Texas: With his dying breath

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Texas Times

“Texas, Margaret, Texas.”

These were supposedly the last words Sam Houston spoke before he passed away in his Huntsville home on July 26, 1863 -- 154 years ago.

John Cornyn

U.S. Senator from Texas

Margaret was his wife of 23 years. Texas, of course, was the Republic he led as President, and the State he represented in the United States Senate before serving as its Governor.

Texas was his home, and it still is. He is buried at the Oakwood Cemetery in Huntsville, Texas, seventy miles north of the Bayou City named in his honor, Houston.

Engraved on his tombstone are the words “The World Will Take Care of Houston’s Fame,” and it’s clear the City of Huntsville has done its part. In addition to his gravesite, those who make it to Huntsville can visit Sam Houston State University, the Sam Houston Memorial Museum, and Sam Houston’s “Steamboat” home.

But the biggest tribute to Texas’ first President is “Big Sam,” a 67-foot statue so grand you can see it from more than six miles away. David Adickes, a Huntsville native famous for memorializing history’s giants in a size that reflects their continued influence, crafted the statue over two and a half years using 30 tons of concrete and steel. “Big Sam” was dedicated in 1994 under the formal title “A Tribute to Courage,” and now boasts the very specific distinction of being the largest freestanding figure of an American hero.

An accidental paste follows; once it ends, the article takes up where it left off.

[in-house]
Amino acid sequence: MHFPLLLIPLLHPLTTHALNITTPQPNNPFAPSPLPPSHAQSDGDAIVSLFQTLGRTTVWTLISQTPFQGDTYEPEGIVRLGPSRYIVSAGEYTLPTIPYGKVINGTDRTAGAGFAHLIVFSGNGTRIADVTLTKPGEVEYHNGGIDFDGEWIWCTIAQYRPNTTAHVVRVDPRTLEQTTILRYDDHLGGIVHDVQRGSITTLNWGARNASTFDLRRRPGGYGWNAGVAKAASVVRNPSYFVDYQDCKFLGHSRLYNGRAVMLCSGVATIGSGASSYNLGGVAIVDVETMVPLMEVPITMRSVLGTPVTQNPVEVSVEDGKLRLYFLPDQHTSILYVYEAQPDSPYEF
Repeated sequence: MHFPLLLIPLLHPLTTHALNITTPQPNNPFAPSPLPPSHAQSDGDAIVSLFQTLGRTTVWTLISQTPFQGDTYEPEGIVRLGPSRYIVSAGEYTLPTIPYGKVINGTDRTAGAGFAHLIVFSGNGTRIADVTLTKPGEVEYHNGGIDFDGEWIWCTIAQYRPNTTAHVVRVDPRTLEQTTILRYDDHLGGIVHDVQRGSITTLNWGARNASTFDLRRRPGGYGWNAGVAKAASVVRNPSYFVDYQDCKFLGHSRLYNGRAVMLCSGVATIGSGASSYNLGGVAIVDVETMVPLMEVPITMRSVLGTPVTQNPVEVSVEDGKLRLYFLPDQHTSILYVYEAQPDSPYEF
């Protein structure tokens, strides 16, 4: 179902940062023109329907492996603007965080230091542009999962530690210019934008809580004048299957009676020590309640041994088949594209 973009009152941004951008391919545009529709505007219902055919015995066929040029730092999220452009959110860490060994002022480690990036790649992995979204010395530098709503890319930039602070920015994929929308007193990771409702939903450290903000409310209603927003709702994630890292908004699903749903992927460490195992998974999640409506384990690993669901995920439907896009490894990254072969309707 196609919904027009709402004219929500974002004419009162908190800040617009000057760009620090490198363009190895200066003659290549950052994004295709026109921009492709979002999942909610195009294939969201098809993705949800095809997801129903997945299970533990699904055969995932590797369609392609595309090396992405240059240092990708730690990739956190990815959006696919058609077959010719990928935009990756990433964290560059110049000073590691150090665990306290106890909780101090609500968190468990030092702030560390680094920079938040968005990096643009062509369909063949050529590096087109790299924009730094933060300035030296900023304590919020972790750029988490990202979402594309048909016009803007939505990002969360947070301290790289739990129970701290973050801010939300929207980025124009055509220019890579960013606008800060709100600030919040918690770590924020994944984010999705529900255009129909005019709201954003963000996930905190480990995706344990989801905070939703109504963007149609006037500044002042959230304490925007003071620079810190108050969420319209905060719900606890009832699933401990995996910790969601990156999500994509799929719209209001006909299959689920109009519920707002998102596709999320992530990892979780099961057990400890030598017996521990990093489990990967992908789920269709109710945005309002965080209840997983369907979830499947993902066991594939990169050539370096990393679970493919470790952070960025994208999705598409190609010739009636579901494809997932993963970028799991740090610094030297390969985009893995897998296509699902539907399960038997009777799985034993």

Born in Virginia, Sam Houston (1793-1863) became a lawyer, congressman and senator in Tennessee. After moving to Texas in 1832, he joined the growing conflict between U.S. settlers and the Mexican government and became commander of the local army.

On April 21, 1836, Houston and his men defeated Mexican General Antonio López de Santa Anna at San Jacinto to secure Texan independence. He was voted president in 1836 and again in 1841, then served as a senator after Texas became a state in 1845.

Despite his pro-slavery views, he believed in preserving the Union. He became governor in 1859, but was removed from office after the secession of Texas in 1861.

The traits that distinguished Sam Houston in Texas would be evident well before he settled there. He spent time among the Cherokee as a youth in East Tennessee, acquiring his distinctive familiarity with Indians. His service during the War of 1812 demonstrated his military ability and attracted the attention of Gen. Andrew Jackson.

Houston became a Jackson protege and, later, a Jacksonian politician. He represented Tennessee’s Seventh District in Congress for two terms before being elected governor in 1827. Resigning suddenly in 1829 after the collapse of his marriage, Houston spent several years with the Cherokee in Indian Territory.

Houston journeyed to Texas in 1832. Interested in land speculation and negotiating with Texas Indians on behalf of both the Cherokee and the United States, he was at the time and afterward accused of also intending to promote, with Jackson’s encouragement, a Texan insurrection against Mexican rule. Whatever his original motives, Houston quickly became involved in the growing protest against Mexico.